“It should complete our mission of establishing once and for all that we are musicians, not a brand,” she says. “[Touring with Imagine Dragons] allowed us to be the total art rockers that we are again. Opening for them, we were like aliens.”

The twin projects emerged from what was supposed to be a year off from making music, during which Haines and Jimmy Shaw, the band’s other principal songwriter, departed from their usual songwriting process. Haines, who wrote some of Pagans in a Nicaraguan eco-lodge only accessible by helicopter, typically composes material on a piano, which she and Shaw would then arrange for a live band; Shaw often writes music on synthesizers before translating it to guitar. “For the first time, he was like, ‘I don’t want to take your beautiful, cinematic, elusive creepy stoner jam and speed it up 30 b.p.m. and make it stadium-ready,” Haines says.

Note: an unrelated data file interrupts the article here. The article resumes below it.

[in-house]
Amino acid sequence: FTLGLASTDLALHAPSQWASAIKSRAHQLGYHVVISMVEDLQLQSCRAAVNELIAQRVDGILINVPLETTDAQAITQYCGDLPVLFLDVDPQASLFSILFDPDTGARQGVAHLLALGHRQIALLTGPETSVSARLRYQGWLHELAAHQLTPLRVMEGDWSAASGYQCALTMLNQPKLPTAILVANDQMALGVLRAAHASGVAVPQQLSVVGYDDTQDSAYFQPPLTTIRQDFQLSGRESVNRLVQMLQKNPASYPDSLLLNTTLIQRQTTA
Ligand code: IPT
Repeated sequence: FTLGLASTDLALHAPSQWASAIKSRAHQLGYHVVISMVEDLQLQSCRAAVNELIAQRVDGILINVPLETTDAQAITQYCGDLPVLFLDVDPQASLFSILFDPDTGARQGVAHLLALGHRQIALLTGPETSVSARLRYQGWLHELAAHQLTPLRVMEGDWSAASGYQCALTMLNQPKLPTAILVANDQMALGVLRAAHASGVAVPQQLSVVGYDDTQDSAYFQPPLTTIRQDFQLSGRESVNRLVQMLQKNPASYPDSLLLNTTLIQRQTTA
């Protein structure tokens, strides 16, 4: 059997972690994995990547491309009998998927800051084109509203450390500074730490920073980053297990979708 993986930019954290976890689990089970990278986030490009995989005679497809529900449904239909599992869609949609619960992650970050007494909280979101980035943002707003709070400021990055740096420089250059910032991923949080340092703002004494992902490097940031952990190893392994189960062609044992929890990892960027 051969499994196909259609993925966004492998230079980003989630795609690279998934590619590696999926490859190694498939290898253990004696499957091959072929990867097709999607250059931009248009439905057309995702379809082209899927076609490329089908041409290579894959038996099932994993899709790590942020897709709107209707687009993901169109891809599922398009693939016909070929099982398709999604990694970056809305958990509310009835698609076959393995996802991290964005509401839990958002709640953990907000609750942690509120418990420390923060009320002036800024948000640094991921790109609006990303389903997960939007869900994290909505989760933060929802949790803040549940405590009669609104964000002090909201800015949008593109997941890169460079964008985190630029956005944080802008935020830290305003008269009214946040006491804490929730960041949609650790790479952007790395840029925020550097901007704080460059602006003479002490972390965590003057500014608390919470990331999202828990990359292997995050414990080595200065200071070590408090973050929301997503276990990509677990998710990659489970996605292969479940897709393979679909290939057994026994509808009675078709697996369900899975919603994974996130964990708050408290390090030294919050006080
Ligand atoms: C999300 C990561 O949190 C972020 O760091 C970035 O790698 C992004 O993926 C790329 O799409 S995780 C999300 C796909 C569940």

While Pagans opens on a cynical note—“Got to be sedated to be seen/ On the cover of your magazine,” Haines sings on the entertainment-industry critique “Lie Lie Lie”—the band’s songwriting experiments produced some of their most positive, optimistic material yet. Instead of panicking about the state of her life (as she did on older songs like “Help I’m Alive” and “Breathing Underwater”), Haines is on the mood to celebrate on tracks like “Cascades,” a five-minute robot trance she says is about “loving being alive, the feeling of going strong with whatever it is that’s compelling you on.”

“What happened last week with the creation of this show has been the happiest time, like this is the happiest I’ve ever been in this band,” she says. “Good sh-t’s happening, and it’s totally going forward. I don’t know if it’s new people or old people or the same people—I think it’s a mix—but it’s the only way.”

TIME: You write a lot about sifting through what’s real and what’s fake in an increasingly connected and media-saturated world. What does that mean to you as someone who doesn’t have a desk job that involves staring at the Internet all day?